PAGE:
From catering to the lab: how my apprenticeship changed my life

Chantelle Lawrence explains how becoming an apprentice at 27 gave her the chance to pursue a STEM career

I was always fascinated by the sciences at school, but as I was a ‘C’ student I never thought I would be able to pursue a career related to it. I left school at 16 with 10 GCSEs. I then picked the wrong options for sixth form (food tech, drama and psychology), and decided it just wasn’t for me. At 18, I applied for a job at the National STEM Learning Centre, and worked as a member of the catering team. 

After six years in conference catering, I felt that I needed a career change but was unsure of what I wanted to do. At one of the Christmas parties, I had the chance to chat with Yvonne Baker, CEO of STEM Learning, and the head of HR, so I asked them about the options available. They suggested I speak to the heads of the departments within the centre and arrange some work experience to figure out which roles I was interested in.

I ended up joining the lab team for a few hours each week, and it soon became clear that many of the skills I’d gained in catering were also useful in the laboratory, such as effective communication and time management. Later that year, a position opened for an apprentice laboratory technician, which I managed to get – largely down to my work experience with the lab team.

An apprenticeship is a great opportunity as it allows you to get hands-on experience without having to sit exams and feel that you are at the bottom of the class. I started to doubt myself when I was taking the mock GCSEs at school as I was getting Es, despite doing well in coursework. I really struggled with being a ‘middle’ student and wasn’t given any extra help when I was younger, which is why I am so thankful for the encouragement I’ve received at STEM Learning. I’ve had varied opportunities, such as writing content for the official website, and have gotten positive feedback on my writing skills. This isn’t a skill that you need to be a lab technician but it has built my confidence.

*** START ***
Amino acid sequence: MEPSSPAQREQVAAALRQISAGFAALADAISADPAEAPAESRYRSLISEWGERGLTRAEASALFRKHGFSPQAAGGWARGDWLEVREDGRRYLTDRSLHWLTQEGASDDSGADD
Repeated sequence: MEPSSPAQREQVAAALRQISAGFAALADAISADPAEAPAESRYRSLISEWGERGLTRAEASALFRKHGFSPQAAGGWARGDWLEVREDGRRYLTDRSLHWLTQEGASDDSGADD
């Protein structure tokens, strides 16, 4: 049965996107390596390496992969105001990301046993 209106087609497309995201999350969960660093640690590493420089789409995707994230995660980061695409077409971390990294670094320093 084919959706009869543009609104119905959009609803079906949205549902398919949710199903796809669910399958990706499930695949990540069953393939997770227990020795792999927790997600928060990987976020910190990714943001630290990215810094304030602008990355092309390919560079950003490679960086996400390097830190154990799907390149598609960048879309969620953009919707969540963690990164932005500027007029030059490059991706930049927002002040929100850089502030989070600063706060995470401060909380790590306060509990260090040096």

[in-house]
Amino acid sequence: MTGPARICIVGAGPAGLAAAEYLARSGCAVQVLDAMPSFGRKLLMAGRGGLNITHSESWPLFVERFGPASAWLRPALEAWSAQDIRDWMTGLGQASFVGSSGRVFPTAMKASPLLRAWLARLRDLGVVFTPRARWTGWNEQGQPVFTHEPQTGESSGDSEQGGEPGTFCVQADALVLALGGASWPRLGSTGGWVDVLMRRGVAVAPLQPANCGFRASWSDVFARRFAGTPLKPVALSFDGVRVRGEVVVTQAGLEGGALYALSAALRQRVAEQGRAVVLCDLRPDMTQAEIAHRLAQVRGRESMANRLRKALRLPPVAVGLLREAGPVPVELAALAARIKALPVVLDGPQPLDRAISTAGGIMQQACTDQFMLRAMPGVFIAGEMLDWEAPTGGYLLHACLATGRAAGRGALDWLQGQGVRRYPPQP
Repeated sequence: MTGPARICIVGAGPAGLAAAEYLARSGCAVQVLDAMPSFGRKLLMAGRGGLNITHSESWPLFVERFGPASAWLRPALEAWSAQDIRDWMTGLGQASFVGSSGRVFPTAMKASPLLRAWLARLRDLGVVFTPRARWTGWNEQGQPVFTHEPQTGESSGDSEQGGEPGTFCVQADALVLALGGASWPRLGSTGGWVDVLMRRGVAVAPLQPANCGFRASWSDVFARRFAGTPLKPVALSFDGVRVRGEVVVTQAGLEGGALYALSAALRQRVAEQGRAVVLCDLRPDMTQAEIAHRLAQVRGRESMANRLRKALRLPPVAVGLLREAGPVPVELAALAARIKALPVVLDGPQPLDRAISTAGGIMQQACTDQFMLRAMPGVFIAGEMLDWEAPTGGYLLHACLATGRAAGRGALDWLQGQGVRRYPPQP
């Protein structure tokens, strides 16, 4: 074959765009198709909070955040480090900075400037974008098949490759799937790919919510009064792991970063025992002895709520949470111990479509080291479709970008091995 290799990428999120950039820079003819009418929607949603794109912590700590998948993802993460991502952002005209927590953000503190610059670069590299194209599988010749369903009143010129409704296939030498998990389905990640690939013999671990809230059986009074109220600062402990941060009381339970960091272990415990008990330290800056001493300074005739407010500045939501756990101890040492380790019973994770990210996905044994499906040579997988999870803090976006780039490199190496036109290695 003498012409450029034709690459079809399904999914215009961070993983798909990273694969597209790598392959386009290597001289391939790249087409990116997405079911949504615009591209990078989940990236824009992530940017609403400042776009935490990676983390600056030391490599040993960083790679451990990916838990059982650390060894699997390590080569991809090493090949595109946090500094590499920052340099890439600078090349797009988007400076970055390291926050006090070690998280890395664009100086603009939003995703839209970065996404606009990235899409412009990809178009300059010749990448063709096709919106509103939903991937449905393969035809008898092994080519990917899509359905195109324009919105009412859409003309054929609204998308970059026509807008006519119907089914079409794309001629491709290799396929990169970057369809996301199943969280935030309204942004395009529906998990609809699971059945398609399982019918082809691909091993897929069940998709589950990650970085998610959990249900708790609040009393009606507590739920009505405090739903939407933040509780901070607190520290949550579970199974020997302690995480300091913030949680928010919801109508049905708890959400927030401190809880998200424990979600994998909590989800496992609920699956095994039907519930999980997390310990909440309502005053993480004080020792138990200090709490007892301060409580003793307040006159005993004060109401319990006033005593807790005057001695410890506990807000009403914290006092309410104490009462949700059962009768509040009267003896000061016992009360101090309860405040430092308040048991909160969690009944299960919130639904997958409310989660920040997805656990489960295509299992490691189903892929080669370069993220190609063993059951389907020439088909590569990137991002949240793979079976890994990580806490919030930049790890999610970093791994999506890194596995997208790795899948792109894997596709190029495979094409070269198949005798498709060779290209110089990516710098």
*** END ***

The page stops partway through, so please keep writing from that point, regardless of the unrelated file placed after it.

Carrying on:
I was quite conscious of being older than a ‘traditional’ apprentice at 27, but I felt that it gave me the drive to succeed to pay back the faith the company was showing in me. I was going for distinctions, while younger apprentices may have been happy to cruise along as this was just another learning experience for them.

However, older apprentices who have been away from education need to be given time to learn how to learn again; STEM Learning was great at letting me take time to do this. Learning is demanding, especially after time away from it. On the flipside, I think there is a resilience about older apprentices that comes with maturity. I already had customer service skills, so I was already able to communicate and respond in an adult manner.

I’m proud to be a woman in STEM, and feel I have been fully supported and encouraged throughout my time within the lab team. STEM Learning is all about promoting professional development to get people into STEM, and it really helps to breakdown the preconceptions surrounding women in the sciences.

My apprenticeship has opened many doors and provided me with new possibilities. Part of my job role is to train to become a facilitator, and begin presenting on some of the in-house courses we run at the centre, aimed specifically at technicians.

My apprenticeship will be completed sometime this year, which will allow me to start enquiring about further education. I could seek out training to become a senior laboratory technician, apply for a job in industry, or look into the qualifications required to get involved in scientific research. I hope to stay with STEM Learning for a long time, but now I know that the world is open to me in ways it never was before. I have my apprenticeship to thank for that.

Chantelle Lawrence (pictured) is a trainee lab technician at STEM Learning and recently spoke about her experience at an event hosted by The 5% Club